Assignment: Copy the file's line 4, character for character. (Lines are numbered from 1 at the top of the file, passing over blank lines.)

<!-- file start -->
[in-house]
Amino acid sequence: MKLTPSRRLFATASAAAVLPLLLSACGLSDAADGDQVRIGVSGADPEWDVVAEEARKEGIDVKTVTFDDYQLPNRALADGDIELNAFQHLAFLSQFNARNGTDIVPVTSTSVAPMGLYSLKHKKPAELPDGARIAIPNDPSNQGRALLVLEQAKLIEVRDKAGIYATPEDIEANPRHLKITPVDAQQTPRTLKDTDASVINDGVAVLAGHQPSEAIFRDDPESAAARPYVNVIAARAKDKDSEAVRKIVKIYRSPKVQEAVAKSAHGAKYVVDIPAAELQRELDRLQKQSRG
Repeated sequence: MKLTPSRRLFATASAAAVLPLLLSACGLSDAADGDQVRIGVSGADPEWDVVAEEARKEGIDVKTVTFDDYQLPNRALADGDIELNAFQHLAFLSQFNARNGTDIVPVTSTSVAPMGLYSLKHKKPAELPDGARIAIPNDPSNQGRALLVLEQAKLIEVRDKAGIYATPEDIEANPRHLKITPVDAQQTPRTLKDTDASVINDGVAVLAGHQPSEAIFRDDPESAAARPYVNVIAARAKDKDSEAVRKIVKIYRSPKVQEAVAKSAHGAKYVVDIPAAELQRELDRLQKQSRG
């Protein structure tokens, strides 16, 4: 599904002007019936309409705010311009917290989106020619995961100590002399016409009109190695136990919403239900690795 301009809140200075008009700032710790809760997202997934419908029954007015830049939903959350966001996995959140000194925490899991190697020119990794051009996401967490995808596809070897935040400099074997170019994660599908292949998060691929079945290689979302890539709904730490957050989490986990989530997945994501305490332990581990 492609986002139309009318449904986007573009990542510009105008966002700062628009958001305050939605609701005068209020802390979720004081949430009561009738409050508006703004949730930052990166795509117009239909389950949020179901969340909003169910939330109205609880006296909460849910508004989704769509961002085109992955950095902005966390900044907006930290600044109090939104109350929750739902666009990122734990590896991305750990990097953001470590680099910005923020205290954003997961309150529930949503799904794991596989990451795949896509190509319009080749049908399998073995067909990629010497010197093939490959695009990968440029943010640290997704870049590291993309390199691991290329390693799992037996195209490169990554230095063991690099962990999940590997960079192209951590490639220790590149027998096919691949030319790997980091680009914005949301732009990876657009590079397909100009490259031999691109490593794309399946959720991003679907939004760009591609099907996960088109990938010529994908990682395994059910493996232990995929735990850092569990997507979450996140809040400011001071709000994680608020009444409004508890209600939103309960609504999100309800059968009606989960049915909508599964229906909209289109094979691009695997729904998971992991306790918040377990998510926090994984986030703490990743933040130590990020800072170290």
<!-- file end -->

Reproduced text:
């Protein structure tokens, strides 16, 4: 599904002007019936309409705010311009917290989106020619995961100590002399016409009109190695136990919403239900690795 301009809140200075008009700032710790809760997202997934419908029954007015830049939903959350966001996995959140000194925490899991190697020119990794051009996401967490995808596809070897935040400099074997170019994660599908292949998060691929079945290689979302890539709904730490957050989490986990989530997945994501305490332990581990 492609986002139309009318449904986007573009990542510009105008966002700062628009958001305050939605609701005068209020802390979720004081949430009561009738409050508006703004949730930052990166795509117009239909389950949020179901969340909003169910939330109205609880006296909460849910508004989704769509961002085109992955950095902005966390900044907006930290600044109090939104109350929750739902666009990122734990590896991305750990990097953001470590680099910005923020205290954003997961309150529930949503799904794991596989990451795949896509190509319009080749049908399998073995067909990629010497010197093939490959695009990968440029943010640290997704870049590291993309390199691991290329390693799992037996195209490169990554230095063991690099962990999940590997960079192209951590490639220790590149027998096919691949030319790997980091680009914005949301732009990876657009590079397909100009490259031999691109490593794309399946959720991003679907939004760009591609099907996960088109990938010529994908990682395994059910493996232990995929735990850092569990997507979450996140809040400011001071709000994680608020009444409004508890209600939103309960609504999100309800059968009606989960049915909508599964229906909209289109094979691009695997729904998971992991306790918040377990998510926090994984986030703490990743933040130590990020800072170290």